Running mate of the Progressive People’s Party (PPP), Kofi Asamoah-Siaw says it has become evident that the banking sector clean-up exercise was a deliberate attempt to collapse businesses.
The former manager of defunct GN Bank laments the exercise was orchestrated to hurt businesses of political opponents of the NPP.
Addressing a press conference in Elmina today, the running mate touched on the issue of the defunct GN Bank saying the collapse of the bank was an agenda by the governing New Patriotic Party (NPP).
“It is now evident that the whole government’s financial sector reform was cleverly orchestrated to hurt industrialists from other regions who were perceived as political opponents. We urge Ghanaians to vote out this government that is determined to destroy jobs by collapsing businesses of perceived political opponents.”
According to him, “It is imperative to state that GN Bank shareholders invested heavily in developing 300 branches by building most of them, putting in place IT infrastructure, recruiting thousands of workers and had over 1.2million customers. GN Bank further attracted capital from the George Soros Economic Development Fund (SEDF) to complete the national expansion project. We want to emphasize that GN Bank Expansion was NOT done with customer funds.
At the time the bank was shut down, NO Groupe Nduom company owed any money. The only debt left was what was paid to Gold Coast customers which was covered with receivables from government agencies. If the receivables had been paid, GN Bank would not have only existed but would have been one of the most liquid banks in Ghana. We sincerely believe that if the Government of Ghana and the Bank of Ghana cared about the staff and the customers, they could have resolved the matter easily. That is why the matter is in court.
He continued: “Regrettably, because this simple reconciliation of government’s indebtedness was not done, the shareholders have lost their licenses, the values of their shares vanished, the goodwill associated with the business entity of many years of sweat and hard work evaporated.
It is worthy of note that, areas the bank had invested and opened up branches were areas where major foreign banks had abandoned, denying the people and even public servants financial intermediary services. As an illustration, GN Bank took over the premises of Standard Chartered Bank at Ayamfuri and also went to Bawku and beyond in the Upper East Region when Barclays Bank now ABSA had left the area. In the Upper East, Upper West, Northern, North-East, Bono, Bono East and Ahafo Regions, the bank had its branches in every district capital.
In the central Region we had branches in Elmina, Cape Coast, Moree, Asebu, Kyekyewere, Assin Fosu, Dunkaw, Mankessim, Apam, Mumford, Agona Swedru, Kasoa, Awutu, Afransie, Agona Abirem, Ajumako, Asikuma, Ayamfuri, Bawdjiase, Beposo, Potsin, Bontrase, Biriwa, Jukwa and many more.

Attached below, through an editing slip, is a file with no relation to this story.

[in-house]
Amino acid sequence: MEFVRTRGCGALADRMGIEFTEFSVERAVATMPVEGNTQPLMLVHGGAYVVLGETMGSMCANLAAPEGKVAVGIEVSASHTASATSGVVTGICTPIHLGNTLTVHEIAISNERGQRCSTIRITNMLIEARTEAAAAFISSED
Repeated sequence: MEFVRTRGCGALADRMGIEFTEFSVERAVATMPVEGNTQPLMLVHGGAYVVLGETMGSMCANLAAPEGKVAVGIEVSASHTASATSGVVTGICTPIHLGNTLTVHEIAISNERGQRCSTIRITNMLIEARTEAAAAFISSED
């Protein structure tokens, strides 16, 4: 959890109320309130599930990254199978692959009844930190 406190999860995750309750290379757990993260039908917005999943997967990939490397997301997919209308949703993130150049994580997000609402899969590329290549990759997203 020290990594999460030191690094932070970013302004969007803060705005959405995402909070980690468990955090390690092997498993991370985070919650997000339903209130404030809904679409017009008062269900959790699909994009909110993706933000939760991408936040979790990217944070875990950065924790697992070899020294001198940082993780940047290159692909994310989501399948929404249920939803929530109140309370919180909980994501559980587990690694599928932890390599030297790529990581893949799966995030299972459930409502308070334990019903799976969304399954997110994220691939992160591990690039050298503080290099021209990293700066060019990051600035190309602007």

This infrastructure was created to ease movement of money around the country to support businesses for increased economic activity and productivity. It is both shameful and painful that all these investments have gone down the drain because government did not take its time to resolve its own indebtedness to the shareholders. Following this, the people in these difficult-to-go places have been denied access to financial services and have had their businesses and economic activities disrupted.”
Dr. Nduom in a suit, which is still pending in the High Court in Accra, has accused the Bank of Ghana(BoG) and the Minister of Finance of “deliberately and maliciously suppressing” the amount of money that the government owes GN Savings and Groupe Nduom. It would be recalled that on August 9, 2019, the Ministry of Finance informed the BoG that the government’s total indebtedness to Groupe Nduom was just GH¢ 30,329,483.84. This was far below the GH¢629,091,335.00, which Groupe Nduom says that government owes it.
Dr Nduom led his group of companies, to challenge the revocation of GN Savings and Loans’ licence by the Bank of Ghana. Counsel for the applicant, Justice Srem-Sai of Archbridge Solicitors argued that the reason for supressing the government’s indebtedness to GN Savings was to enable the BoG to reach the false conclusion that GN Savings was insolvent.
In an affidavit which was sworn to by Dr Nduom, it was stated that “while disputing the very existence of the IPCs debt-claims in the eyes of the public, the Bank of Ghana has at all times material nicodemously demanded that GN Savings assign the said IPCs to it.”